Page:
core developer
September 10

Learning partly from the mistakes in multi-stage initialization for modules, I
propose this rule of thumb:

  • Anything that can be done from Python code is (by definition) safe* to
    repeat; and (assuming it can be undone from Python, which isn’t a big
    stretch) safe to skip. That should be done in |init|.
  • C-level state should be initialized in |new|, since there’s no value in
    the ability to repeat or skip it; and code that keeps skip/reinit in mind is
    tedious to write, tedious to test, and dangerous if forgotten.

I don’t think that’s such a good plan.

.__new__() is meant for allocating the needed object storage, not for
initializing external resources (that’s what .__init__() is for):

https://docs.python.org/3/c-api/typeobj.html#c.PyTypeObject.tp_new
https://docs.python.org/3/c-api/typeobj.html#c.PyTypeObject.tp_init

  • (that’s C-level “safe” – “doesn’t have UB”, not “throws exceptions or behaves
    weird”)

On the topic itself: I don’t remember ever having written code which
calls .__init__() again to reinit an object.

When there was a need
to reinit an object, I always implemented a separate method to call
for this purpose. The reason being that such a reinit method would
not necessarily take the same arguments that .__init__() does, but
instead work based on the already configured state and only
change parts of the state, e.g. to reconnect to a database when
the connection was lost.

So instead of pushing more code into .__new__(), it’s better to
clearly state that calling .__init__() again is not a supported
or recommended feature of Python, IMO.

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I’m aware of the status quo, but I’m looking for the reasoning behind it, because I’d like to change it. It seems there’s a reason that I’m missing.

Declaring something risky/unsupported works for Python code. But this is C, where we need to actually prevent undefined behavior if possible.

[encukou] Petr Viktorin https://discuss.python.org/u/encukou encukou CPython
core developer
September 13

malemburg:

I don’t think that’s such a good plan.

>.__new__()| is meant for allocating the needed object storage, not for
initializing external resources (that’s what |.__init__()| is for):

I’m aware of the status quo, but I’m looking for the reasoning behind it,
because I’d like to change it. It seems there’s a reason that I’m missing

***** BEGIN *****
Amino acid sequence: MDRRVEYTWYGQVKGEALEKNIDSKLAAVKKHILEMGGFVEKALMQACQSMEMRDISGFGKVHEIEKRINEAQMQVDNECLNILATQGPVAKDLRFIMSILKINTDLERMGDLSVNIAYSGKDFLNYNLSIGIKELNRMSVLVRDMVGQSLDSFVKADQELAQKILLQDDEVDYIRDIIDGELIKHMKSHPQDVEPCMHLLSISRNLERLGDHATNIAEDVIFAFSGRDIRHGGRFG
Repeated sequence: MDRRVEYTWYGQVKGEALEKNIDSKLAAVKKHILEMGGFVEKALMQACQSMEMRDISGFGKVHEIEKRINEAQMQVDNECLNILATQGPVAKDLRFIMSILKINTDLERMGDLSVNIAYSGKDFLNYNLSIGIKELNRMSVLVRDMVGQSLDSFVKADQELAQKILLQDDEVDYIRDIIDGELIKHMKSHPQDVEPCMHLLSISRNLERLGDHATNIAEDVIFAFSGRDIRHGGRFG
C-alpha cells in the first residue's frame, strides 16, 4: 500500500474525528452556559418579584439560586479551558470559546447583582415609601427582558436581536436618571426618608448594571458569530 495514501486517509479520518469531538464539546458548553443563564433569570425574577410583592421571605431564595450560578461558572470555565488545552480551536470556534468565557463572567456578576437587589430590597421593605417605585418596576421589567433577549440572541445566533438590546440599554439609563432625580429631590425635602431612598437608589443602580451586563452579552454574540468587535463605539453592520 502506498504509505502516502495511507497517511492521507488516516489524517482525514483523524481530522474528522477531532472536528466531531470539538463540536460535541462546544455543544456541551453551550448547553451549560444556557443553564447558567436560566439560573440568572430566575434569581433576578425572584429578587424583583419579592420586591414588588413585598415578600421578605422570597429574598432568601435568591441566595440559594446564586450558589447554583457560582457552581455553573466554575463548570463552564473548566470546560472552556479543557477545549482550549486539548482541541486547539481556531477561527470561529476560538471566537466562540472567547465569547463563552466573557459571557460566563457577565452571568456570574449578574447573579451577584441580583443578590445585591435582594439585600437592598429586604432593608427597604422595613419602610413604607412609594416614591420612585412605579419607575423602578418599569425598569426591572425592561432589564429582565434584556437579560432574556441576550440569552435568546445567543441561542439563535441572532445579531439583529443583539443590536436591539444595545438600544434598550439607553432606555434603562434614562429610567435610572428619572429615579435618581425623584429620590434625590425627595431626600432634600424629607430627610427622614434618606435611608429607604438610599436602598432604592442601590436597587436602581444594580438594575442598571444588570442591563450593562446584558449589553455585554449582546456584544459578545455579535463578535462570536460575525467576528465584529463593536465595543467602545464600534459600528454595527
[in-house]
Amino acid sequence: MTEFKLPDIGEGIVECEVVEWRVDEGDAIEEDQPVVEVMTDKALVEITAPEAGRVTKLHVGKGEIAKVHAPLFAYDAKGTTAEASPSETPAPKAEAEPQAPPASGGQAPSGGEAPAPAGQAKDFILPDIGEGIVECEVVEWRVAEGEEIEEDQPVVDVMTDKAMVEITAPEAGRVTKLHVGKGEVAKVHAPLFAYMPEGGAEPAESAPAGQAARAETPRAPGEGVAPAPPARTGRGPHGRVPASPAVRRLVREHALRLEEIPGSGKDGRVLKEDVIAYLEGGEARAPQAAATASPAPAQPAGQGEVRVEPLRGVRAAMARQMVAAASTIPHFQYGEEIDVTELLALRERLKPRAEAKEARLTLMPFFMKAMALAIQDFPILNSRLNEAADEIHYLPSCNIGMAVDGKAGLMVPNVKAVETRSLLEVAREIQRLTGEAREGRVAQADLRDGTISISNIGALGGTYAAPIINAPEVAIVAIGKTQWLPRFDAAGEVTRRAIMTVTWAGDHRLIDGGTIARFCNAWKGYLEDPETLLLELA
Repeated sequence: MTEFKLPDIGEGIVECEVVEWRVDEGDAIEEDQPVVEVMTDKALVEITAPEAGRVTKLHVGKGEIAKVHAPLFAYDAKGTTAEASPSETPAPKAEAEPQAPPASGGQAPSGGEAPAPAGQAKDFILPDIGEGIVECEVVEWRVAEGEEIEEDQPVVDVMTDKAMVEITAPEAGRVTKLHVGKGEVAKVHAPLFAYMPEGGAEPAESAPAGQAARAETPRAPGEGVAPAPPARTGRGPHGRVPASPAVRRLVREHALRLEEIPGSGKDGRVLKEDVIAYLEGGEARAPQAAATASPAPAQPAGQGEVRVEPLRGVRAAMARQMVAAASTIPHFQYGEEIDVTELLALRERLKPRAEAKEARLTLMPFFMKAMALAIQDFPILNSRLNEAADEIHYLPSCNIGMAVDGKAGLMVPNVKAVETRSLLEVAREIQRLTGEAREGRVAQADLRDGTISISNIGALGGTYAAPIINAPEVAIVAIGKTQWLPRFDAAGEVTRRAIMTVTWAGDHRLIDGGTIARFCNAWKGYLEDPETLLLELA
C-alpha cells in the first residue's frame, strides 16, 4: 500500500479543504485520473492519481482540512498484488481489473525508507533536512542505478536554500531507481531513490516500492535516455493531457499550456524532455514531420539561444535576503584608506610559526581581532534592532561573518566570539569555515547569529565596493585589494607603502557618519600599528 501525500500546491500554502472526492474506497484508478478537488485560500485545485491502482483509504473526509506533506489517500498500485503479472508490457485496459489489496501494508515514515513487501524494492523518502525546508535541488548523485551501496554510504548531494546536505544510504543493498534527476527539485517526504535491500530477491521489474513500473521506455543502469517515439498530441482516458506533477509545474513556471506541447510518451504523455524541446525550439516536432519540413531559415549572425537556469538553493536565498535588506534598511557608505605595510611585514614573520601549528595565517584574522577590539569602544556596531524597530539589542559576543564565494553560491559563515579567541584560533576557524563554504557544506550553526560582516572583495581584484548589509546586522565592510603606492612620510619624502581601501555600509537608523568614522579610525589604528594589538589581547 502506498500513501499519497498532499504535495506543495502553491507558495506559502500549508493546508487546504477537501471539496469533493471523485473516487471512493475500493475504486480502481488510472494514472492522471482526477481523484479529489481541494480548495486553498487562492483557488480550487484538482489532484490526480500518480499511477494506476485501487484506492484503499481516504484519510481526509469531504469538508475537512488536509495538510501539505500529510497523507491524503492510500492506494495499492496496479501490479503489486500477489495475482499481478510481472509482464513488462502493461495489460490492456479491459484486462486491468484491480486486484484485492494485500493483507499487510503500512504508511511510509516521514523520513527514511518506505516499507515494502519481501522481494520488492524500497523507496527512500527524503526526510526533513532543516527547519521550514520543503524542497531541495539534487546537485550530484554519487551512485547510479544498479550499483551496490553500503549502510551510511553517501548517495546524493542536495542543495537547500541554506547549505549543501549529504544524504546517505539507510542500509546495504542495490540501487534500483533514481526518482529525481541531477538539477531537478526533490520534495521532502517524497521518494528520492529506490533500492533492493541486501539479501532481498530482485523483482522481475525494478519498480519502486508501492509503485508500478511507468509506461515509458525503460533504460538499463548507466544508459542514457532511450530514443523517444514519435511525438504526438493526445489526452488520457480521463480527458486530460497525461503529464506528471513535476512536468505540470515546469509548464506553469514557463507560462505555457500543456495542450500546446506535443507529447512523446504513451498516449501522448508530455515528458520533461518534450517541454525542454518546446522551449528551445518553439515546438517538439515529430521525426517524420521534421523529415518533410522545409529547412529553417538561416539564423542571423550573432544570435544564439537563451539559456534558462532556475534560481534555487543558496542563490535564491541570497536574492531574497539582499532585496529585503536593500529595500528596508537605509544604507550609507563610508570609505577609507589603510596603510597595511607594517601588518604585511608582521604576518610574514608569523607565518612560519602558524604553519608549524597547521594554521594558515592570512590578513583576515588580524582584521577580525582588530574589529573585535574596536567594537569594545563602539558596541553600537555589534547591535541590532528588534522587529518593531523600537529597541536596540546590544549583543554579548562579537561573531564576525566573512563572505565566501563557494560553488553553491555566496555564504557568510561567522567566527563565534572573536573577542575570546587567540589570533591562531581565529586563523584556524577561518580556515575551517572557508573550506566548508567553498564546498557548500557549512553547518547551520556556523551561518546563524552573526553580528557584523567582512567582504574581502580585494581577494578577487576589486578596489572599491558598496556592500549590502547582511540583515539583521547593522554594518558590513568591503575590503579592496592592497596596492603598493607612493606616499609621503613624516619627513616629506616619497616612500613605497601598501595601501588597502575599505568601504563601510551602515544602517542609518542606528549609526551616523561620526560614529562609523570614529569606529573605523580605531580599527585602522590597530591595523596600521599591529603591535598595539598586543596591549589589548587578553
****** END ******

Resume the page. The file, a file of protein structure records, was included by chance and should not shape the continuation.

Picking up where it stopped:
https://en.wikipedia.org/wiki/G._K._Chesterton#Chesterton’s_fence.

tp_new and __new__ were introduced with the new-style classes in
Python 2.2.

See Guido’s essay and PEP 253 for details:

in particular:

The main reason for having two different methods is
to be able to separate setup and allocation of the object from
initializing its state.

E.g. pickle will create an object using __new__ and then load the state
using __setstate__ (or whatever the __reduce__ protocol defines),
without calling __init__. Sub-classes may want to initialize things
differently, or based on different parameter sets, than the base class
while still using the same allocation mechanism, etc.

See pickle — Python object serialization — Python 3.9.7 documentation
for details on pickling.

malemburg:

So instead of pushing more code into |.__new__()| , it’s better to
clearly state that calling |.__init__()| again is not a supported
or recommended feature of Python, IMO.

Declaring something risky/unsupported works for Python code. But this is C,
where we need to actually /prevent/ undefined behavior if possible.

I don’t think that’s the case. The only parts where you need to prevent
certain things is where assumptions are made about e.g. input types,
flag values, NULL values, etc. Those need to be checked, since we want
to make sure that Python doesn’t segfault.

However, higher level cases, where the extension implementation design
comes into play, are no longer the responsibility of the Python
interpreter. Here, we apply the consenting adults principle and trust
that developers will read the docs and do the right thing - or, if not,
they get to keep the pieces :slight_smile: